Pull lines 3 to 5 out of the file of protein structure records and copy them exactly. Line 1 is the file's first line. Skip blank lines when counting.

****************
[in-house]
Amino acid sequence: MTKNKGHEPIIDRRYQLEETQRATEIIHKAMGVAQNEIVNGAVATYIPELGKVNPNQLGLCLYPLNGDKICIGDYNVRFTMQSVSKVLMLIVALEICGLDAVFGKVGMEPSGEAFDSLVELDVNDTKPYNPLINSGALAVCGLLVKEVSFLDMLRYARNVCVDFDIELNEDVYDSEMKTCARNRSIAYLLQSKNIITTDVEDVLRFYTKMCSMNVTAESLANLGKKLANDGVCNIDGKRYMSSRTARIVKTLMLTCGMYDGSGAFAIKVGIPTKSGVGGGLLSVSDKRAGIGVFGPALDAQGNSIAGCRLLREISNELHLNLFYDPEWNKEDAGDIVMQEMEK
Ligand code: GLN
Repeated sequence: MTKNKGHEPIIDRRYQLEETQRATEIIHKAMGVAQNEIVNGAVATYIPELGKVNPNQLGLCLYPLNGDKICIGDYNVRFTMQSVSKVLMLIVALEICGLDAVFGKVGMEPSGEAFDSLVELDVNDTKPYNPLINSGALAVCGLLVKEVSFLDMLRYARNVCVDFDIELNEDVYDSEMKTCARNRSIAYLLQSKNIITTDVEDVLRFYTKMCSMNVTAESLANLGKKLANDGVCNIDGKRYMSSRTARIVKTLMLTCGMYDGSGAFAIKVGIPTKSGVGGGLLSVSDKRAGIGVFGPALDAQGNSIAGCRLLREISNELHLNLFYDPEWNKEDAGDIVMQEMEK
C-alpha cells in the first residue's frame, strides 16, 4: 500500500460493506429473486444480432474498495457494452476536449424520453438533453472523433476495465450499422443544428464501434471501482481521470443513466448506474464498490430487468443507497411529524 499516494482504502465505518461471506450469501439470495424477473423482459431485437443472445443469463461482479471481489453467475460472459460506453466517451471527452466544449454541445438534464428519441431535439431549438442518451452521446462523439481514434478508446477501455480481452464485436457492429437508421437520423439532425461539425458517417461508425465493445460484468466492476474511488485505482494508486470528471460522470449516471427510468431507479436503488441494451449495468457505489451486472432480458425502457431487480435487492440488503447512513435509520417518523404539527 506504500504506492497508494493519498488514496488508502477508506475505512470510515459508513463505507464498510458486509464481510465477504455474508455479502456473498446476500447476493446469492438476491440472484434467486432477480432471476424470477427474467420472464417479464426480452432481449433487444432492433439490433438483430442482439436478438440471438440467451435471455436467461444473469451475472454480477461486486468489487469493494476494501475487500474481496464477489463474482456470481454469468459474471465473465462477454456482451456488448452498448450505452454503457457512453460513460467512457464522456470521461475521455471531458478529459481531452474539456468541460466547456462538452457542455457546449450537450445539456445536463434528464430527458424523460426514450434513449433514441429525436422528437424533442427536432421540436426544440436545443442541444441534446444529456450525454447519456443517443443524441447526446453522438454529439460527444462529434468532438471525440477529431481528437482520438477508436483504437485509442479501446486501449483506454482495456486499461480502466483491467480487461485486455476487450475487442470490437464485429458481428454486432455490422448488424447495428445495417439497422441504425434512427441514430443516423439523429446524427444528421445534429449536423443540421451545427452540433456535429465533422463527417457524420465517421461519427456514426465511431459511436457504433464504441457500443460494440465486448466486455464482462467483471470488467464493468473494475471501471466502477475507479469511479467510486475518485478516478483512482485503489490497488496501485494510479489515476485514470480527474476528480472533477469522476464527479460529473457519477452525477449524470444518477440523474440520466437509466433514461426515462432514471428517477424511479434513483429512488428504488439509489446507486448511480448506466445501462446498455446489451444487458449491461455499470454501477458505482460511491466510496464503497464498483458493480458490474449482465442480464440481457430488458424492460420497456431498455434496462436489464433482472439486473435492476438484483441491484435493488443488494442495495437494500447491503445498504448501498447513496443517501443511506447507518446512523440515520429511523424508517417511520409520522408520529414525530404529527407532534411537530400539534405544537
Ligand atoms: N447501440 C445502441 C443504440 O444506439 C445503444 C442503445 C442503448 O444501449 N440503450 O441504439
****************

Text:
Ligand code: GLN
Repeated sequence: MTKNKGHEPIIDRRYQLEETQRATEIIHKAMGVAQNEIVNGAVATYIPELGKVNPNQLGLCLYPLNGDKICIGDYNVRFTMQSVSKVLMLIVALEICGLDAVFGKVGMEPSGEAFDSLVELDVNDTKPYNPLINSGALAVCGLLVKEVSFLDMLRYARNVCVDFDIELNEDVYDSEMKTCARNRSIAYLLQSKNIITTDVEDVLRFYTKMCSMNVTAESLANLGKKLANDGVCNIDGKRYMSSRTARIVKTLMLTCGMYDGSGAFAIKVGIPTKSGVGGGLLSVSDKRAGIGVFGPALDAQGNSIAGCRLLREISNELHLNLFYDPEWNKEDAGDIVMQEMEK
C-alpha cells in the first residue's frame, strides 16, 4: 500500500460493506429473486444480432474498495457494452476536449424520453438533453472523433476495465450499422443544428464501434471501482481521470443513466448506474464498490430487468443507497411529524 499516494482504502465505518461471506450469501439470495424477473423482459431485437443472445443469463461482479471481489453467475460472459460506453466517451471527452466544449454541445438534464428519441431535439431549438442518451452521446462523439481514434478508446477501455480481452464485436457492429437508421437520423439532425461539425458517417461508425465493445460484468466492476474511488485505482494508486470528471460522470449516471427510468431507479436503488441494451449495468457505489451486472432480458425502457431487480435487492440488503447512513435509520417518523404539527 506504500504506492497508494493519498488514496488508502477508506475505512470510515459508513463505507464498510458486509464481510465477504455474508455479502456473498446476500447476493446469492438476491440472484434467486432477480432471476424470477427474467420472464417479464426480452432481449433487444432492433439490433438483430442482439436478438440471438440467451435471455436467461444473469451475472454480477461486486468489487469493494476494501475487500474481496464477489463474482456470481454469468459474471465473465462477454456482451456488448452498448450505452454503457457512453460513460467512457464522456470521461475521455471531458478529459481531452474539456468541460466547456462538452457542455457546449450537450445539456445536463434528464430527458424523460426514450434513449433514441429525436422528437424533442427536432421540436426544440436545443442541444441534446444529456450525454447519456443517443443524441447526446453522438454529439460527444462529434468532438471525440477529431481528437482520438477508436483504437485509442479501446486501449483506454482495456486499461480502466483491467480487461485486455476487450475487442470490437464485429458481428454486432455490422448488424447495428445495417439497422441504425434512427441514430443516423439523429446524427444528421445534429449536423443540421451545427452540433456535429465533422463527417457524420465517421461519427456514426465511431459511436457504433464504441457500443460494440465486448466486455464482462467483471470488467464493468473494475471501471466502477475507479469511479467510486475518485478516478483512482485503489490497488496501485494510479489515476485514470480527474476528480472533477469522476464527479460529473457519477452525477449524470444518477440523474440520466437509466433514461426515462432514471428517477424511479434513483429512488428504488439509489446507486448511480448506466445501462446498455446489451444487458449491461455499470454501477458505482460511491466510496464503497464498483458493480458490474449482465442480464440481457430488458424492460420497456431498455434496462436489464433482472439486473435492476438484483441491484435493488443488494442495495437494500447491503445498504448501498447513496443517501443511506447507518446512523440515520429511523424508517417511520409520522408520529414525530404529527407532534411537530400539534405544537